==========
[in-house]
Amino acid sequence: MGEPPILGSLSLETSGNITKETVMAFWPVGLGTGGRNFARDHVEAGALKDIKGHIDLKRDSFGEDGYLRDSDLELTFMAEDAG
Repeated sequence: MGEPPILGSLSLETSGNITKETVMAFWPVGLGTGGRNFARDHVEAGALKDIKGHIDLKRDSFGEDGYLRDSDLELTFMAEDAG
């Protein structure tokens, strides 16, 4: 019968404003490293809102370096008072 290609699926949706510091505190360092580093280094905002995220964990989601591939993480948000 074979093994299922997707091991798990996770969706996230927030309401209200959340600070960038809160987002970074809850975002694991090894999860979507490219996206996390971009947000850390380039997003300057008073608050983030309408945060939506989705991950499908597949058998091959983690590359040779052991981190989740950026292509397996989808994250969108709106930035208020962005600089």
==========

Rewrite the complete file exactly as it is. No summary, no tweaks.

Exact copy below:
[in-house]
Amino acid sequence: MGEPPILGSLSLETSGNITKETVMAFWPVGLGTGGRNFARDHVEAGALKDIKGHIDLKRDSFGEDGYLRDSDLELTFMAEDAG
Repeated sequence: MGEPPILGSLSLETSGNITKETVMAFWPVGLGTGGRNFARDHVEAGALKDIKGHIDLKRDSFGEDGYLRDSDLELTFMAEDAG
């Protein structure tokens, strides 16, 4: 019968404003490293809102370096008072 290609699926949706510091505190360092580093280094905002995220964990989601591939993480948000 074979093994299922997707091991798990996770969706996230927030309401209200959340600070960038809160987002970074809850975002694991090894999860979507490219996206996390971009947000850390380039997003300057008073608050983030309408945060939506989705991950499908597949058998091959983690590359040779052991981190989740950026292509397996989808994250969108709106930035208020962005600089």